The Eligibility List sets out the approved host countries, carbon crediting programmes, and methodologies that meet the established Eligibility Criteria in Singapore.
On 19 December 2023, the Ministry of Sustainability and the Environment (MSE) and the National Environment Agency (NEA) in Singapore published the Eligibility List under Singapore’s International Carbon Credit (ICC) Framework, which took effect from 1 January 2024 and was published on Singapore’s Carbon Markets Cooperation website.
The Eligibility List followed the signing of an inaugural Article 6 implementation agreement with Papua New Guinea on carbon credits cooperation.
Under Article 6 of the Paris Agreement, countries may enter into an implementation agreement to cooperate to achieve their nationally determined contributions (NDCs) by trading Paris Agreement compliant carbon credits. Parties to the implementation agreement must also effect certain corresponding adjustment mechanisms to ensure that any emission reductions or removals are struck from the host country’s NDC accounts to prevent double-counting.
The Singaporean government introduced the ICC Framework in November 2022, in tandem with the progressive increase in carbon tax rate under the Carbon Pricing (Amendment) Act 2022 from the current S$5 per tonne of emissions to S$25 per tonne in 2024 and 2025, and S$45 per tonne in 2026 and beyond. These measures aim to allow carbon tax-liable companies to use eligible ICCs to offset up to 5% of their taxable emissions.
In addition, the MSE and NEA set out the Eligibility Criteria under the ICC Framework, which requires ICCs to meet seven internationally recognised principles to demonstrate high environmental integrity (no double-counting, additional, real, quantified and verified, permanent, no net harm, and no leakage) and represent emissions reductions or removals that occur between 1 January 2021 and 31 December 2030.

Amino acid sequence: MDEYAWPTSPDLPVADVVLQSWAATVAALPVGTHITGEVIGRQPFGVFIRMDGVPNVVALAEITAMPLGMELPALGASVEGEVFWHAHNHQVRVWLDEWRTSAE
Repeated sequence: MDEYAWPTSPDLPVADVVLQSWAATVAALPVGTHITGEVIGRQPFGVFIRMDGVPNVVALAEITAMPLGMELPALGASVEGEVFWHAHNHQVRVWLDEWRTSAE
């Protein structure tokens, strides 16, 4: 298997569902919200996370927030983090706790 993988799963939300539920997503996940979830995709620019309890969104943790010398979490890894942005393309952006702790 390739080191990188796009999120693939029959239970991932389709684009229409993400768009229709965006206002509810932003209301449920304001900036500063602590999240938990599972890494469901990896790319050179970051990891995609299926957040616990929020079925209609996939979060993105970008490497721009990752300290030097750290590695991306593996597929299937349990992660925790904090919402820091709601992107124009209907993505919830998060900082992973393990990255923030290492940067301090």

List of Eligible Host Countries Under the ICC Framework
The Singapore government compiled an Eligibility List of approved host countries, carbon crediting programmes, and methodologies that meet the established Eligibility Criteria. The Eligibility List is subject to annual reviews to ensure ongoing relevance and to maintain stringent environmental integrity standards informed by the most recent scientific data and evidence. These reviews may potentially lead to the inclusion of new carbon crediting programmes and methodologies from the Eligibility List, or the removal of those that no longer meet the criteria.
The eligible carbon crediting programmes and methodologies included on the Eligibility List may vary across host countries depending on each nation’s unique criteria. The Eligibility List for a given host country will be established under the corresponding implementation agreement. Accordingly, each respective agreement will outline the structure and procedures for producing and transferring carbon credits in accordance with Article 6 of the Paris Agreement. It is worth noting that the Eligibility List excludes renewable energy projects (with a few exceptions) and Reducing Emissions from Deforestation and Forest Degradation (REDD/REDD+) projects or programmes in High Forest cover, Low Deforestation (HFLD) countries. HFLD countries are defined as developing countries with more than 50% forest cover and a deforestation rate of less than 0.22% per year.
Presently, pursuant to the implementation agreement signed with Papua New Guinea, there are four carbon crediting programmes in Papua New Guinea that fall under the Eligibility List:
- Gold Standard for the Global Goals
- Verified Carbon Standard
- American Carbon Registry
- Global Carbon Council
Notably, the Eligibility List only includes REDD+ projects from Papua New Guinea if they consider deforestation across entire jurisdictions. REDD+ projects limited to specific areas within a jurisdiction have been excluded from the Eligibility List.
A majority of the carbon credits available for sale in Papua New Guinea are yet to meet the established Eligibility Criteria. However, companies are only expected to inform the NEA by 30 June 2025 of the credits they intend to use as tax offsets for 2024, giving any pipeline projects in Papua New Guinea time to work towards the Eligibility Criteria.
The current status of Singapore’s carbon credit collaboration with other countries is as follows:
|Countries that have signed an implementation agreement
|Papua New Guinea
|Countries that have concluded negotiations on an implementation agreement
|Countries that have signed a memorandum of understanding
Singapore is also in discussion with several other countries in relation to potential carbon credit collaboration, including Brazil, Brunei, and Thailand.
Latham & Watkins will continue to monitor developments relating ESG regulatory updates in Singapore and globally.